RhoA activation assays
Human MPNST lines stably transfected with doxycycline-inducible DN R-Ras were grown in DMEM-10. Lysates were collected and prepared under the conditions stated above for the Ras activation assay. 500 µg of each lysate and 12 µl of RhoA Assay Reagent (Rhotekin Rho-binding domain agarose beads; Millipore, Lake Billerica, MA) were mixed to capture activated RhoA per the manufacturer’s instructions. Beads were washed to remove unbound proteins and then boiled for 15 min in 40 µl 2× Stop Buffer [250 mM Tris–HCl (pH 6.8), 5 mM EDTA, 5 mM EGTA, 2% SDS, 10% glycerol, 25 mM dithiothreitol, 300 µM bromophenol blue] to release bound activated RhoA. Captured activated RhoA and corresponding whole cell lysates were resolved on 4–15% gradient SDS-PAGE gels, immunoblotted, and probed as described above.
3H-Thymidine proliferation assays
Cells stably transfected with doxycycline-inducible vectors encoding DN R-Ras or eGFP were plated in tetracycline-free DMEM-10 in the presence or absence of 2 µg/ml doxycycline (5,000 cells/well in 48-well plates). 48 h later, 3H-thymidine incorporation assays were performed as previously described . Sixteen replicates were counted per condition.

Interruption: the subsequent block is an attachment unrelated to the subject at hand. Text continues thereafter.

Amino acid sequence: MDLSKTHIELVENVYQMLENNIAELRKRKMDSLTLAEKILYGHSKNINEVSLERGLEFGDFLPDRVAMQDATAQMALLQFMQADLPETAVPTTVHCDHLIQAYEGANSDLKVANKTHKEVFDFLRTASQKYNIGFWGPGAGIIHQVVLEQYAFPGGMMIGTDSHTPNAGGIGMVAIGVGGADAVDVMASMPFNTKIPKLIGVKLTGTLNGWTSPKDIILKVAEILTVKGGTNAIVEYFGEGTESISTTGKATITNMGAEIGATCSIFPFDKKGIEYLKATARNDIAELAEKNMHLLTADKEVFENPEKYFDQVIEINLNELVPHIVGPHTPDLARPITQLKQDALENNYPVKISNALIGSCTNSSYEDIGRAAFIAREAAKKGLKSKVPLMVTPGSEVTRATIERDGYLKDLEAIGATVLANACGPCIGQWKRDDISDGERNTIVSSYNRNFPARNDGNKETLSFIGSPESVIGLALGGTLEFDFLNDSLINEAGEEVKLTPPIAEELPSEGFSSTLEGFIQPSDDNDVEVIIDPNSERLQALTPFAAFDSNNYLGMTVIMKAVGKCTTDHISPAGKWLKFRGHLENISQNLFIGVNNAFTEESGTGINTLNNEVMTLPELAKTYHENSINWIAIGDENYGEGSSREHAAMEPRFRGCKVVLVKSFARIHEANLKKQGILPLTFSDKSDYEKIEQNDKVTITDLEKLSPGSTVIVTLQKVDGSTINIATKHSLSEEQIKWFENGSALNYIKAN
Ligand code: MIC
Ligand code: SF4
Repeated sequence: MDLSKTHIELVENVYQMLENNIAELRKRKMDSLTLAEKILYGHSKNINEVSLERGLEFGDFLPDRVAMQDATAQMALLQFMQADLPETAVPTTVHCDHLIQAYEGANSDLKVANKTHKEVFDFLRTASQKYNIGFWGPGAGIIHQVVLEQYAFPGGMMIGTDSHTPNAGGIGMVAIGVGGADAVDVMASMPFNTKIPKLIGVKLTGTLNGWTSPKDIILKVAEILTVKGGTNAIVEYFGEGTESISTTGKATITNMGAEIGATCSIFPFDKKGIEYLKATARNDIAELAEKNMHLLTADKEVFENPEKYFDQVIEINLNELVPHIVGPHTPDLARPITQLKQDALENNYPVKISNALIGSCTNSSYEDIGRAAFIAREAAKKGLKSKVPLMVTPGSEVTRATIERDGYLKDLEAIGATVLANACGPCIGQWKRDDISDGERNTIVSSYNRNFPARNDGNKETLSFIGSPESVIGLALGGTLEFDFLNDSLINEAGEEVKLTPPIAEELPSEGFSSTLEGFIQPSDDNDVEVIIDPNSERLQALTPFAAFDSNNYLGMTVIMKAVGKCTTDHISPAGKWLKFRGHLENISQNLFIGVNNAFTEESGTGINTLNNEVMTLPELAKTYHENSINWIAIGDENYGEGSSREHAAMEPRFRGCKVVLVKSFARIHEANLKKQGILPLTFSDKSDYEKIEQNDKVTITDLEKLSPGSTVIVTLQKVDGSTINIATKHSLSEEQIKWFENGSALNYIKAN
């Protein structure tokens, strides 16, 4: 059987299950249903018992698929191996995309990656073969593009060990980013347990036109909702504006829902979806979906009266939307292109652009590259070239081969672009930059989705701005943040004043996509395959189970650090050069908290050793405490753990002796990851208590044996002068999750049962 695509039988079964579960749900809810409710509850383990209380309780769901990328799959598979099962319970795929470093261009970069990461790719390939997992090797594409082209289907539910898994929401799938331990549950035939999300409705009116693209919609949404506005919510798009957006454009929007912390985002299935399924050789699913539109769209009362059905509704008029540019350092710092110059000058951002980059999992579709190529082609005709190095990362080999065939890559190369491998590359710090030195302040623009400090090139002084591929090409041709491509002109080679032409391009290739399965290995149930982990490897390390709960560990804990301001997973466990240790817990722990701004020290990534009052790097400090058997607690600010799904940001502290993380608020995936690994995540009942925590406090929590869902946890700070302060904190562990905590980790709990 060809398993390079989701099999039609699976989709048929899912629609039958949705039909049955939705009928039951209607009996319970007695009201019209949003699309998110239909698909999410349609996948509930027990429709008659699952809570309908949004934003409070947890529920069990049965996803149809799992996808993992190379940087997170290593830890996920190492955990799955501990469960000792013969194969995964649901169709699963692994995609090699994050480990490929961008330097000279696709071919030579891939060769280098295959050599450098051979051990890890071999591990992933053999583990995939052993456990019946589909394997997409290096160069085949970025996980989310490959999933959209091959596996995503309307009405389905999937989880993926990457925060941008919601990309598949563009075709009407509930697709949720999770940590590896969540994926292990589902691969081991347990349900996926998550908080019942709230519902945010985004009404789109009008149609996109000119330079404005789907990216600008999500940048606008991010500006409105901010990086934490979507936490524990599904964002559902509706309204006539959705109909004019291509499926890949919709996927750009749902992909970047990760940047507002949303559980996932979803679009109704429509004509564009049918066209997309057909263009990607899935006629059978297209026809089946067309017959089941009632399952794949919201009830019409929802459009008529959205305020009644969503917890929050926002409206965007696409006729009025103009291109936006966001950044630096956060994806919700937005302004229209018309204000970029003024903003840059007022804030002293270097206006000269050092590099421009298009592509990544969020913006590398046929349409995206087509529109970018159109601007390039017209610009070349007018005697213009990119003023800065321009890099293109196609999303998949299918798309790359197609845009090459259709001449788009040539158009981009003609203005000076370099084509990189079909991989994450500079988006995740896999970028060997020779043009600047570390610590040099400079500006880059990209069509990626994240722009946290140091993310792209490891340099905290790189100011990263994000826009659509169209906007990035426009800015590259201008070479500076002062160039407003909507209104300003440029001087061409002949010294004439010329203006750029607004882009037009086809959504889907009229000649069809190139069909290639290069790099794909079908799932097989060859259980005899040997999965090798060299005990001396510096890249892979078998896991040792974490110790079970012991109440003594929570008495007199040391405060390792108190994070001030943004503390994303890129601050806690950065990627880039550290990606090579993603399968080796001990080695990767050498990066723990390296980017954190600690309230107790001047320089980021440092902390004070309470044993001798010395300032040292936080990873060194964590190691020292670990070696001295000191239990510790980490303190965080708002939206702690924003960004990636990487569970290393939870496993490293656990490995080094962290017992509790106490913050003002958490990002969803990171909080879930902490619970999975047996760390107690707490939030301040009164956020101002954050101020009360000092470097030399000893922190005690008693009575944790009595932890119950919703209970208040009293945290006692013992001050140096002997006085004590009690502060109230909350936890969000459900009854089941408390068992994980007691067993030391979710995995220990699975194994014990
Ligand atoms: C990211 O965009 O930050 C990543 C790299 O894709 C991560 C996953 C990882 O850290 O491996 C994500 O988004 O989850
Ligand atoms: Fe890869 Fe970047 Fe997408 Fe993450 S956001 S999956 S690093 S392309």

Cell viability assays
MPNST cells were plated at 20,000 cells per well in DMEM-10 overnight and then cultured in either DMEM-10 or serum-free DMEM for an additional 24 h in the presence or absence of 2 μg/ml doxycycline. After two rinses with Hanks’ Balanced Salt Solution (HBSS), cells were incubated for 30 min at room temperature in 200 μl of 4 ng/ml calcein acetoxymethyl (AM) diluted in HBSS. Signals were measured with a fluorescent plate reader.
Transwell migration assays
Cell lines stably transfected with doxycycline-inducible vectors encoding DN R-Ras or eGFP were maintained for 48 h in tetracycline-free DMEM-10 supplemented with vehicle or 2 µg/ml doxycycline. Cells were then cultured in Schwann cell-defined medium [45, 46] supplemented with vehicle or 2 µg/ml doxycycline. After 24 h, migration assays were performed on poly-L-lysine/laminin coated Transwell filter inserts (Becton Dickinson Labware) as previously described . For experiments using ROCK inhibitor Y27632 (Selleck Chemicals), inhibitor was added 30 min after plating to allow cell adherence prior to beginning the 6-h migration period. Cells that migrated through the filters were stained with 10 µg/ml Hoescht and photographed using fluorescence microscopy at 10× magnification with an EVOS M5000 Imaging System (Thermo Scientific). Cell counts from 9 distinct fields per filter were quantified using ImageJ .